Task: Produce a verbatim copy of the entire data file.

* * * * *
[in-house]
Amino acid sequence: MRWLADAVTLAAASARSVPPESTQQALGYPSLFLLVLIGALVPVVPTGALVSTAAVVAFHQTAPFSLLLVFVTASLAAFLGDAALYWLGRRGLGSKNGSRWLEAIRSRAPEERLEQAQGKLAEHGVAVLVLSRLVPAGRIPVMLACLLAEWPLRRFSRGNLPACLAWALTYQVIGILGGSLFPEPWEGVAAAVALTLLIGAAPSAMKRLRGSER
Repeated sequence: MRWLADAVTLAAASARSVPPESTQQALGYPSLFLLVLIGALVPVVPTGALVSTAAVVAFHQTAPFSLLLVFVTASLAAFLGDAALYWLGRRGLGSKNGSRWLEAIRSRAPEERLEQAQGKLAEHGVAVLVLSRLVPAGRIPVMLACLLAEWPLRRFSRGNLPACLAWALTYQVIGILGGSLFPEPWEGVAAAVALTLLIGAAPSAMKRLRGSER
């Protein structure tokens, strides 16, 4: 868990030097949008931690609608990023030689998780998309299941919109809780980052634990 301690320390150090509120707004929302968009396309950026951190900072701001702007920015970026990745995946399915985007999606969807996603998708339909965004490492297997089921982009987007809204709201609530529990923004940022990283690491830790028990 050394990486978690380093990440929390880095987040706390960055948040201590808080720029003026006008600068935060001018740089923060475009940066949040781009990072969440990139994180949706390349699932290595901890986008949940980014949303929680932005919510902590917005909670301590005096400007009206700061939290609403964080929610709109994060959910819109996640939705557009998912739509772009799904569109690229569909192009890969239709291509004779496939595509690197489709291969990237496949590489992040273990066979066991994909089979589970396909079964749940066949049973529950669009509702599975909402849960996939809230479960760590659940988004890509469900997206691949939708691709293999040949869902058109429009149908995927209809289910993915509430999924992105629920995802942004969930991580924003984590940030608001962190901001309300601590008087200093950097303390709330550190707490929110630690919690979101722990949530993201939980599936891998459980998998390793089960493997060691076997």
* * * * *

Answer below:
[in-house]
Amino acid sequence: MRWLADAVTLAAASARSVPPESTQQALGYPSLFLLVLIGALVPVVPTGALVSTAAVVAFHQTAPFSLLLVFVTASLAAFLGDAALYWLGRRGLGSKNGSRWLEAIRSRAPEERLEQAQGKLAEHGVAVLVLSRLVPAGRIPVMLACLLAEWPLRRFSRGNLPACLAWALTYQVIGILGGSLFPEPWEGVAAAVALTLLIGAAPSAMKRLRGSER
Repeated sequence: MRWLADAVTLAAASARSVPPESTQQALGYPSLFLLVLIGALVPVVPTGALVSTAAVVAFHQTAPFSLLLVFVTASLAAFLGDAALYWLGRRGLGSKNGSRWLEAIRSRAPEERLEQAQGKLAEHGVAVLVLSRLVPAGRIPVMLACLLAEWPLRRFSRGNLPACLAWALTYQVIGILGGSLFPEPWEGVAAAVALTLLIGAAPSAMKRLRGSER
């Protein structure tokens, strides 16, 4: 868990030097949008931690609608990023030689998780998309299941919109809780980052634990 301690320390150090509120707004929302968009396309950026951190900072701001702007920015970026990745995946399915985007999606969807996603998708339909965004490492297997089921982009987007809204709201609530529990923004940022990283690491830790028990 050394990486978690380093990440929390880095987040706390960055948040201590808080720029003026006008600068935060001018740089923060475009940066949040781009990072969440990139994180949706390349699932290595901890986008949940980014949303929680932005919510902590917005909670301590005096400007009206700061939290609403964080929610709109994060959910819109996640939705557009998912739509772009799904569109690229569909192009890969239709291509004779496939595509690197489709291969990237496949590489992040273990066979066991994909089979589970396909079964749940066949049973529950669009509702599975909402849960996939809230479960760590659940988004890509469900997206691949939708691709293999040949869902058109429009149908995927209809289910993915509430999924992105629920995802942004969930991580924003984590940030608001962190901001309300601590008087200093950097303390709330550190707490929110630690919690979101722990949530993201939980599936891998459980998998390793089960493997060691076997």